Antarctica

Drake Passage – Cape Horn – Ushuaia

Ushuaia, Argentina, Tuesday, November 20, 2007

The goal of the last 36 hours is to get through the Drake. On a scale of 1 to 10 with 10 being very, very bad, the Captain says our Drake “tax” going down to Antarctica was a 5, and coming back a 6. Considering how many people were green, or were missing from meal times, or were eating toast and crackers…I’d have guessed at least an 8!

Land Ahoy! Cape Horn dead ahead!
Land Ahoy! Cape Horn dead ahead!
Whales
Whales
Approaching Cape Horn
Approaching Cape Horn

I couldn’t sleep last night for all the rolling and pitching. First of all, who would have thought that I’d get to know the difference between rolling and pitching??? Last night, we had many combinations of the two. Moving fast up, up up…a slight hesitation up top and then a lunge down-where you feel like your stomach stayed up top. Then for grins and giggles, a little roll before the next pitch up and lunge. Things fell off the night stand. Things fell off the desk. My camera bag, hanging on a peg over the bed, swung back and forth from 8 o’clock to 4 o’clock position. I saw water on the port holes, followed quickly by sky. Trying to sleep when you roll side to side and can feel your blood follow gravity. I worried about the cold water, the 300 mile distance between us and land or another boat. Scary night.

But now the Antarctica journey is over. We passed Cape Horn around noon and picked up our Beagle Channel pilot around 5 p.m. We should reach Ushuaia soon. Tomorrow is the day we fly to Santiago. Wednesday, we are on to Easter Island.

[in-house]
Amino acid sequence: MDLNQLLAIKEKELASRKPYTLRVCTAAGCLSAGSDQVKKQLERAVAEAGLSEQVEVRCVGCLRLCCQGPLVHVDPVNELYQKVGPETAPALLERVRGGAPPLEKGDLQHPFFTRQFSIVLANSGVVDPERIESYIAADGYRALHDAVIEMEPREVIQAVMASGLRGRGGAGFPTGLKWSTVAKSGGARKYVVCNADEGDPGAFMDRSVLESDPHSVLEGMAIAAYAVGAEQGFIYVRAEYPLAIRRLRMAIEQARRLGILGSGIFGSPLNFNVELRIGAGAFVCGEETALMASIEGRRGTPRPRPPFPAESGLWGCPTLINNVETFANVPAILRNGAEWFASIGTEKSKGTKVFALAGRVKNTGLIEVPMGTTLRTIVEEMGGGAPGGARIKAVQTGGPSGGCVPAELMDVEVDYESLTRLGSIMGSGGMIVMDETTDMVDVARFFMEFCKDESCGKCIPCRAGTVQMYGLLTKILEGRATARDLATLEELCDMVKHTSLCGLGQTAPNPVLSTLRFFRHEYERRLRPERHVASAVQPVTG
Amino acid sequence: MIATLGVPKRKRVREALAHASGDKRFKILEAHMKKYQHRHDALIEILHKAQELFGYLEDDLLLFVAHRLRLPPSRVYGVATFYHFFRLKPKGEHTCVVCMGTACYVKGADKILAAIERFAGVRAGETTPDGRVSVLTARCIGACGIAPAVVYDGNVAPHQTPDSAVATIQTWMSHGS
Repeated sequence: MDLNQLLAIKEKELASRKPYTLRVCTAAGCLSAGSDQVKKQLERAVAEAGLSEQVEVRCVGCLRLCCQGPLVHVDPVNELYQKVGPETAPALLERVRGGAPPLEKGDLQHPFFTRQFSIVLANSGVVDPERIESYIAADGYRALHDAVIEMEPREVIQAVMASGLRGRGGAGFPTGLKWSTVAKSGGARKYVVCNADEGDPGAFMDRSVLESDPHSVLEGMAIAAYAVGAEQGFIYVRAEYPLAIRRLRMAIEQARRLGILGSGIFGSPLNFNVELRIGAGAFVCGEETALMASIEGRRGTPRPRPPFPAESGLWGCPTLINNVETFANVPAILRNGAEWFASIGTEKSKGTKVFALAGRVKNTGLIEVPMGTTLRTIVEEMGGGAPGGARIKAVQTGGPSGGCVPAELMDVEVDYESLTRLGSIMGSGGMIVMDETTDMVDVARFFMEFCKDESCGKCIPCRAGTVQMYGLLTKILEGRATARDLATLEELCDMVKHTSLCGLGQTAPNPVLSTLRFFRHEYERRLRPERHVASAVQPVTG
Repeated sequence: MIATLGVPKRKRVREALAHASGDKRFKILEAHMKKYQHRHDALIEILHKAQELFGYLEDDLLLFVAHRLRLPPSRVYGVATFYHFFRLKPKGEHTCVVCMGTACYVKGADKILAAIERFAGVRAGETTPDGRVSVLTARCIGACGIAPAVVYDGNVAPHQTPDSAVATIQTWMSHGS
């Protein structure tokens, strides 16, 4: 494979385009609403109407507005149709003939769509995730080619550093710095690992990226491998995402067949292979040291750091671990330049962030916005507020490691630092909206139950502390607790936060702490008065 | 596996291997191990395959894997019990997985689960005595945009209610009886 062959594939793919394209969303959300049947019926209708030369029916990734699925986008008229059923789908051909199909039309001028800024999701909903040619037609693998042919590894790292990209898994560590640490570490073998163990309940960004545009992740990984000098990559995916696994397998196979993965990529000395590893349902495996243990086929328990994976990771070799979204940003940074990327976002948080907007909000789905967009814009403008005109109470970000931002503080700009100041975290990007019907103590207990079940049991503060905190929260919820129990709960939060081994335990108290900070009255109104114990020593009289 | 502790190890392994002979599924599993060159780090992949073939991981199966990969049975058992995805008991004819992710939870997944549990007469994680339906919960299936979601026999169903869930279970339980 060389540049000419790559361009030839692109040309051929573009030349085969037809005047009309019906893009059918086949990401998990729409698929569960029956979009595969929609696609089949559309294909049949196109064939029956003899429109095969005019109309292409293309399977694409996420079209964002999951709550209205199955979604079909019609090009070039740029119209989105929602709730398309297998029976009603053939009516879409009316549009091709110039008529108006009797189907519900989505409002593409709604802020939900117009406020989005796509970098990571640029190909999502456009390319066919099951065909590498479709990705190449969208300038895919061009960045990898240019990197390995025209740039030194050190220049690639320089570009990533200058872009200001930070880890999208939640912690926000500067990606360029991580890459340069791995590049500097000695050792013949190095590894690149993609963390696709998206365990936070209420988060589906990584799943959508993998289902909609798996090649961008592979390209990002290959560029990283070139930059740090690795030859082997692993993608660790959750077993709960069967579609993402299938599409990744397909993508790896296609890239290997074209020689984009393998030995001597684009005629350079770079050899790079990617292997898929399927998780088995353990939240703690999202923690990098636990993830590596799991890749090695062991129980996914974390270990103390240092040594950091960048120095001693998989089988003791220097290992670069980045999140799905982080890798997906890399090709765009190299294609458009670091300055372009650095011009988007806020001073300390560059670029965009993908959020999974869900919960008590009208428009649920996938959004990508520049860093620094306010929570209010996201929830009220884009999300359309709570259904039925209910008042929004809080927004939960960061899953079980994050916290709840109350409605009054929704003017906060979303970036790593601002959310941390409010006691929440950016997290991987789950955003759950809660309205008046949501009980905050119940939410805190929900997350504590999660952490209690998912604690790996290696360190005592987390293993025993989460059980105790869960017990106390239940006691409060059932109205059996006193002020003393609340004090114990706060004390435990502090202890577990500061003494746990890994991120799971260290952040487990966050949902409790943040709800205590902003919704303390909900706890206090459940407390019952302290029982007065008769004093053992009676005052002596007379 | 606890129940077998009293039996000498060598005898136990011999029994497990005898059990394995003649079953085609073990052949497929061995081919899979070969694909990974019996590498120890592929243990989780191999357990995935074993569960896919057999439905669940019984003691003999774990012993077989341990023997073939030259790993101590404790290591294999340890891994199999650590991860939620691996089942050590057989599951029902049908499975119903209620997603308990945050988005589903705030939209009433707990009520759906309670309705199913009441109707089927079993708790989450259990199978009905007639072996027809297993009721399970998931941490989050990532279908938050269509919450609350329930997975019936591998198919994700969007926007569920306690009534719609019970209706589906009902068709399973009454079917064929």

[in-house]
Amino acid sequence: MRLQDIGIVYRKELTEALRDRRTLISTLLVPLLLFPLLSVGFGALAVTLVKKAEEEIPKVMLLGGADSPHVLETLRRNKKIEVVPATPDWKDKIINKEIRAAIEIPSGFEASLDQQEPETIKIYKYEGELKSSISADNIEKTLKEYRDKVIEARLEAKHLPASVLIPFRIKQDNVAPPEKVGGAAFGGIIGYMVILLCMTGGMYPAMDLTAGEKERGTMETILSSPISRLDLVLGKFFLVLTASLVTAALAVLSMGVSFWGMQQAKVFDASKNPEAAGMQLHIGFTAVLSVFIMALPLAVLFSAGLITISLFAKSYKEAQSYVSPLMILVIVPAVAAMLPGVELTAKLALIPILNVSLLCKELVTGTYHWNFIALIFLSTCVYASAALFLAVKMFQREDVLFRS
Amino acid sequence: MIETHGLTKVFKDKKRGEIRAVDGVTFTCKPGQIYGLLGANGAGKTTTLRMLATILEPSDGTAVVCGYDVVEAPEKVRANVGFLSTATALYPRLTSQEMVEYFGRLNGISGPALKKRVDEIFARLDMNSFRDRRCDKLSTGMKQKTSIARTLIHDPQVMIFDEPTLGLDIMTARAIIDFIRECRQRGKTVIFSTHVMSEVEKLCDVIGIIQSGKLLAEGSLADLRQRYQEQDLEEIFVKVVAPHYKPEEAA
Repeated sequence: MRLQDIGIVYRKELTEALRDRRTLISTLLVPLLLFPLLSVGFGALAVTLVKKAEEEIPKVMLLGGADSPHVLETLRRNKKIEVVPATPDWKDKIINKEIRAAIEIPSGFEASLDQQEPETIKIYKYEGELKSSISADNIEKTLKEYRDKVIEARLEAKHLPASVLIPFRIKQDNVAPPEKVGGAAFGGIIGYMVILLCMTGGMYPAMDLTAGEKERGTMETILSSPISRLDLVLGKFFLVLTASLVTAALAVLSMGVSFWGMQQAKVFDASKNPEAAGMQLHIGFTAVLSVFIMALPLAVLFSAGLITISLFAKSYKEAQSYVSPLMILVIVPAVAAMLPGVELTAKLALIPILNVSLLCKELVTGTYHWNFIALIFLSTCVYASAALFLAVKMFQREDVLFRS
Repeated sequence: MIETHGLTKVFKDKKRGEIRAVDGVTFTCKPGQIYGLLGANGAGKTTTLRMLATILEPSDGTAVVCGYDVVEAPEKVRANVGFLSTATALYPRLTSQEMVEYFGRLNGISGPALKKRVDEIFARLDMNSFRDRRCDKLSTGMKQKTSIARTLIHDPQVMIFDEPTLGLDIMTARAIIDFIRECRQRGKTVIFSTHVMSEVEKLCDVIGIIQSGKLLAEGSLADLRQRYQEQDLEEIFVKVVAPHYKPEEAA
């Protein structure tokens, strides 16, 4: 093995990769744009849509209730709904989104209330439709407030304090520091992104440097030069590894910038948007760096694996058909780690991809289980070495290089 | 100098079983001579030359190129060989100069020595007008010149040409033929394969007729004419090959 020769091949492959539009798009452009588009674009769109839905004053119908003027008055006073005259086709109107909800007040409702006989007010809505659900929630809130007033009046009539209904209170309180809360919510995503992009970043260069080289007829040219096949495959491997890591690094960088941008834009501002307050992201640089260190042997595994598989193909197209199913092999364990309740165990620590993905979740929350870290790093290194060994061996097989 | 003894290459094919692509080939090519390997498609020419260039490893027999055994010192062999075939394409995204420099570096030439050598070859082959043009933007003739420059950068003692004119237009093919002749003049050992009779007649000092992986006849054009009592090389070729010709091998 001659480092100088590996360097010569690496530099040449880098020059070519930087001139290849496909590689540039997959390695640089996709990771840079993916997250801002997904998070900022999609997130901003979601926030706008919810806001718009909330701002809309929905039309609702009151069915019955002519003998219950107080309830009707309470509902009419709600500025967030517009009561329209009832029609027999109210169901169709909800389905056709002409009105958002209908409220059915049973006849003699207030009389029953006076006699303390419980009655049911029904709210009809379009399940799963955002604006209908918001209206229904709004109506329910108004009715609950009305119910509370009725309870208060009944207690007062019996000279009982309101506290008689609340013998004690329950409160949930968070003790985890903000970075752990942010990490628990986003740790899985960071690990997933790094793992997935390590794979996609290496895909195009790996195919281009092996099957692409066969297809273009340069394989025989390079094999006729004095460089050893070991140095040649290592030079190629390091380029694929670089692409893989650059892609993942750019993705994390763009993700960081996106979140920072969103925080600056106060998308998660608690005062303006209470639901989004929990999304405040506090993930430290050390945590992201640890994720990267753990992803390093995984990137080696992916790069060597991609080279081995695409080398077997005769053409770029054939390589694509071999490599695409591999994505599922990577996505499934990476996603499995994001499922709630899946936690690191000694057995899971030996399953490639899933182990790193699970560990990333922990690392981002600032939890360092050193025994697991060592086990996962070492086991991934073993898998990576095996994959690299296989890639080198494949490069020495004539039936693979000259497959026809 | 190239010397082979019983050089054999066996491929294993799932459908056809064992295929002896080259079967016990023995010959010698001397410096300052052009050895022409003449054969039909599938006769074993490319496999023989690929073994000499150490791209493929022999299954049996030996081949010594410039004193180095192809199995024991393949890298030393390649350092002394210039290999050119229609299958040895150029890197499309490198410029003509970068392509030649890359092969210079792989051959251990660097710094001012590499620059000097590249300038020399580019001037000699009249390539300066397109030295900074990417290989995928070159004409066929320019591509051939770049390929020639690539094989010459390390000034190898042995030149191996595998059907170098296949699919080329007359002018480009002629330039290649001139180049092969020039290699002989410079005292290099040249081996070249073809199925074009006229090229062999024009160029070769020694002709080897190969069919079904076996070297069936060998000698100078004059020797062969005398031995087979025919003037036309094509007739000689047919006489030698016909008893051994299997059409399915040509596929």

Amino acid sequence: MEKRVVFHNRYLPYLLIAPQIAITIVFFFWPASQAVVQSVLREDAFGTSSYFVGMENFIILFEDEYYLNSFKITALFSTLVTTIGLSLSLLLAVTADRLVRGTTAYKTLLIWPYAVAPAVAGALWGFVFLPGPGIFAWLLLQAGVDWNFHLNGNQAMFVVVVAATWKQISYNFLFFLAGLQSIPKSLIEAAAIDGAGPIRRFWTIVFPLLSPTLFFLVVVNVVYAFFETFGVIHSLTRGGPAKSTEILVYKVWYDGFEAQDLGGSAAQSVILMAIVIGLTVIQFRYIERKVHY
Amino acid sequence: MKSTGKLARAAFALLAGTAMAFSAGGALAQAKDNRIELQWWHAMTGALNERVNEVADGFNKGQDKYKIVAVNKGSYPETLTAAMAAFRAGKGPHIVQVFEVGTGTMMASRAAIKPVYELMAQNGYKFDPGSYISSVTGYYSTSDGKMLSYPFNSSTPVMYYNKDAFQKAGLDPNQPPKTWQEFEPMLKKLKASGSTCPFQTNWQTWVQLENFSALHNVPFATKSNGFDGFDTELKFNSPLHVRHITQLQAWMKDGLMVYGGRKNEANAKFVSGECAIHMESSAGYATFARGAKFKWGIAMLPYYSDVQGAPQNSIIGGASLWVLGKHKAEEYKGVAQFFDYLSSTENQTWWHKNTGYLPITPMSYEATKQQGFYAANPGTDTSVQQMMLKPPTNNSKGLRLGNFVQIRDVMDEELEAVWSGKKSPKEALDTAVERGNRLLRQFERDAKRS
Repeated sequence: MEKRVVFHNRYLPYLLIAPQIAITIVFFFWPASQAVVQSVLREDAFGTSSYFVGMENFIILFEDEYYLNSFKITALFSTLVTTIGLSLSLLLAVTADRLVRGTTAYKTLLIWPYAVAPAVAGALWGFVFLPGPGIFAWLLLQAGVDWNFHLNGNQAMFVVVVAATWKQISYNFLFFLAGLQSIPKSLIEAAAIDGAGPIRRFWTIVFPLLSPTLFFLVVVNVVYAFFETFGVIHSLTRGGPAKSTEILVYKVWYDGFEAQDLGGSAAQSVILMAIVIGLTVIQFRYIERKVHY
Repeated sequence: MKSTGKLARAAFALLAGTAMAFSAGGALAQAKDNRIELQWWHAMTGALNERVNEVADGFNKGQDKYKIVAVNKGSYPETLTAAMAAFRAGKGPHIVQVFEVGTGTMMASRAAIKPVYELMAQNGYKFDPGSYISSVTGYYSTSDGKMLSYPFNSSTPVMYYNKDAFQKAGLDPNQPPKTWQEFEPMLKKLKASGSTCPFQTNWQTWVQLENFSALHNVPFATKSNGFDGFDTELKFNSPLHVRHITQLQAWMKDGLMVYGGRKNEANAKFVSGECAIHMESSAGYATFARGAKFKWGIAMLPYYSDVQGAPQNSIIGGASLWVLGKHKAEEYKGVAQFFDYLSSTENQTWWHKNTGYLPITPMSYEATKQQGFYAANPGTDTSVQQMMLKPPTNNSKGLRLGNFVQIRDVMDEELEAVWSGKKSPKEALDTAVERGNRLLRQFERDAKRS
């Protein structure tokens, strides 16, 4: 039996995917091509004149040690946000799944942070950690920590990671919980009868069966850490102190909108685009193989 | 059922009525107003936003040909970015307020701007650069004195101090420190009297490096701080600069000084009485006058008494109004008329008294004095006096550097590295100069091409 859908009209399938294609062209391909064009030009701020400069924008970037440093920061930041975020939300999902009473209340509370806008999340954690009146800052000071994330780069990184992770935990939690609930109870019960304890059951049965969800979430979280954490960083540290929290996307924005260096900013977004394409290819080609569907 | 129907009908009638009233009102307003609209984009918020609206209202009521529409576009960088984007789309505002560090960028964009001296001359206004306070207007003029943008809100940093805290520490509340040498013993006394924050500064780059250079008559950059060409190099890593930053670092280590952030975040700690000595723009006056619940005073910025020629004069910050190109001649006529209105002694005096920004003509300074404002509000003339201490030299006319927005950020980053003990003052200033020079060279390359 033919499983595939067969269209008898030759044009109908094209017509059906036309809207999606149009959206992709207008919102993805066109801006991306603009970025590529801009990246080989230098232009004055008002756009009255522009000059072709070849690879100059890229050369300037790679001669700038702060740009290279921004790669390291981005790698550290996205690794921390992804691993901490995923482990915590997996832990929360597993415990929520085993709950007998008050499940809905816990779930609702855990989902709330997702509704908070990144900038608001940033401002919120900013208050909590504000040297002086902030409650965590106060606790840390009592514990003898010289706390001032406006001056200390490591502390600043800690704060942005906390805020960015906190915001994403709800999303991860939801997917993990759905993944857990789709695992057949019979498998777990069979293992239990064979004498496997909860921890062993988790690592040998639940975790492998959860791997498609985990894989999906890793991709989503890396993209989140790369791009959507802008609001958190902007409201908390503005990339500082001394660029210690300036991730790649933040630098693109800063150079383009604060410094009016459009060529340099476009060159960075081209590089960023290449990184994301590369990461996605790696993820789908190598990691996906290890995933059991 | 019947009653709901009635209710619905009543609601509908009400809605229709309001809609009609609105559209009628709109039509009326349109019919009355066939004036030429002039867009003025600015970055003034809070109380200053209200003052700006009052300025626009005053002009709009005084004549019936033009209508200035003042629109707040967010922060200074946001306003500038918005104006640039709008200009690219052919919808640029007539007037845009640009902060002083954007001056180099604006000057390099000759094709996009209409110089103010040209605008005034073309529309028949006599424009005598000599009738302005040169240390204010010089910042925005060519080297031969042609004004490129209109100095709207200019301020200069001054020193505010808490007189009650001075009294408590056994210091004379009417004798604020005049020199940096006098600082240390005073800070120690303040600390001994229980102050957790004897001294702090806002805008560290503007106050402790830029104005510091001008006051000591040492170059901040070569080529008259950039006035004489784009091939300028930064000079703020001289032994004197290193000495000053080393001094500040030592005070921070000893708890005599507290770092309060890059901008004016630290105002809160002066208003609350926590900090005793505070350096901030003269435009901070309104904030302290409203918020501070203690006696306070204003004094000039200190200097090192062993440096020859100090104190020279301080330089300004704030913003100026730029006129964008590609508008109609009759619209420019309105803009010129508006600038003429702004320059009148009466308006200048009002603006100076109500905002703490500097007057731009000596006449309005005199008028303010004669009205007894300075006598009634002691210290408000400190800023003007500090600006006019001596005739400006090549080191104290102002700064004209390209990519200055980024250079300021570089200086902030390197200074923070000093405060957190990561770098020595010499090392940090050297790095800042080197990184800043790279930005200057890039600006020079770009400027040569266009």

So, what’s left to tell about this amazing Antarctic trip? Everything! But then, how can I describe the 2,164 nautical miles we’ve traveled on the National Geographic Endeavor? Neither words, or pictures can really tell the story of the mountains, the sea, or the light. It is a magical place.

We made 11 Zodiac rides with 9 landings, 2 on the continent itself. We learned to put all that gear on in less than 5 minutes for landings: waterproof pants first, boots next, parka, sunscreen, life vest, hat, glasses, gloves, camera bags-in that order…and GO! The first Zodiac ride, I didn’t open my eyes. By the end, I was hanging off to get “the” picture.

Captain, Bryan and 2nd Captain
Captain, Bryan and 2nd Captain

We “boom-boomed” through fast ice with a Captain gifted in navigation and with a wicked sense of humor. His confidence, diligence, respect for everyone and an open bridge really set the tone for a wonderful journey.

We ate well. Those 5 chefs/cooks managed to get us through 11 days with fresh lettuce every day. There’s a soup chef…who in my eyes, is a god. You would not believe the variety of soups we had-each exceptionally tasty. My favorites: wild rice and ginger soup during the first Drake Crossing, butternut squash, and cauliflower cream. I also have to mention the veggie gnocchi, pistachio ice cream, and bacon for breakfast everyday! My goodness, we’ve eaten well!

So, now we’re packed. We’ve settled the accounts. Had the last recap and the last dinner. And now, the announcement that we are pulling into dock. It’s weird to see trees, lights of the town. Looks like a storm is rolling in. And I feel terrible for the folks boarding the boat tomorrow–they tell us the Drake Passage will not be pretty.

Bringing Endeavor in
Bringing Endeavor in
Moon over Ushuaia
Moon over Ushuaia

We’ll update you from Santiago if we have anything fun to share, otherwise, look for the next update on Thanksgiving Day from Easter Island.
Happy Thanksgiving!
Carol and Bryan